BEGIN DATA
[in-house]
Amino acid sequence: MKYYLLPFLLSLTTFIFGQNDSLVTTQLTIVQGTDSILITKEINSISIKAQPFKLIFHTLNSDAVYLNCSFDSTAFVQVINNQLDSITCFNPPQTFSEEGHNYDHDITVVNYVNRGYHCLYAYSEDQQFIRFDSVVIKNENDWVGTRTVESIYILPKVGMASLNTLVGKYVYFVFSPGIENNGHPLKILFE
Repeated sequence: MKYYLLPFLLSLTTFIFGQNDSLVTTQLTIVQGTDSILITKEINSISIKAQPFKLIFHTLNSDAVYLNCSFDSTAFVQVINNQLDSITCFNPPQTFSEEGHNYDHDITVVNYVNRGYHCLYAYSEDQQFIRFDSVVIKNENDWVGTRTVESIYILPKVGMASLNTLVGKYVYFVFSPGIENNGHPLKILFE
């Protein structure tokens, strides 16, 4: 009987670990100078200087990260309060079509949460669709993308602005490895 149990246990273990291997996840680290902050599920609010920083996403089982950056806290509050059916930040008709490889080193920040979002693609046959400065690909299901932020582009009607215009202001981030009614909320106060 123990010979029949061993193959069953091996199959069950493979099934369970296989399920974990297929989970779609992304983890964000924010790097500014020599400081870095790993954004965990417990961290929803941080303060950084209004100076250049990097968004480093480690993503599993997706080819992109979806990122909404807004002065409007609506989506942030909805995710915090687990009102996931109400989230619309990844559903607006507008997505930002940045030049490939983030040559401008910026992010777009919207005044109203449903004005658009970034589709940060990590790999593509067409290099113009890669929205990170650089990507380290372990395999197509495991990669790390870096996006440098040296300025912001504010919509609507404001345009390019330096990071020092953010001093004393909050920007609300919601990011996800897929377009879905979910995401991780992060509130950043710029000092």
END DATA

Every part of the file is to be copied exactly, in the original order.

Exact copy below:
[in-house]
Amino acid sequence: MKYYLLPFLLSLTTFIFGQNDSLVTTQLTIVQGTDSILITKEINSISIKAQPFKLIFHTLNSDAVYLNCSFDSTAFVQVINNQLDSITCFNPPQTFSEEGHNYDHDITVVNYVNRGYHCLYAYSEDQQFIRFDSVVIKNENDWVGTRTVESIYILPKVGMASLNTLVGKYVYFVFSPGIENNGHPLKILFE
Repeated sequence: MKYYLLPFLLSLTTFIFGQNDSLVTTQLTIVQGTDSILITKEINSISIKAQPFKLIFHTLNSDAVYLNCSFDSTAFVQVINNQLDSITCFNPPQTFSEEGHNYDHDITVVNYVNRGYHCLYAYSEDQQFIRFDSVVIKNENDWVGTRTVESIYILPKVGMASLNTLVGKYVYFVFSPGIENNGHPLKILFE
């Protein structure tokens, strides 16, 4: 009987670990100078200087990260309060079509949460669709993308602005490895 149990246990273990291997996840680290902050599920609010920083996403089982950056806290509050059916930040008709490889080193920040979002693609046959400065690909299901932020582009009607215009202001981030009614909320106060 123990010979029949061993193959069953091996199959069950493979099934369970296989399920974990297929989970779609992304983890964000924010790097500014020599400081870095790993954004965990417990961290929803941080303060950084209004100076250049990097968004480093480690993503599993997706080819992109979806990122909404807004002065409007609506989506942030909805995710915090687990009102996931109400989230619309990844559903607006507008997505930002940045030049490939983030040559401008910026992010777009919207005044109203449903004005658009970034589709940060990590790999593509067409290099113009890669929205990170650089990507380290372990395999197509495991990669790390870096996006440098040296300025912001504010919509609507404001345009390019330096990071020092953010001093004393909050920007609300919601990011996800897929377009879905979910995401991780992060509130950043710029000092």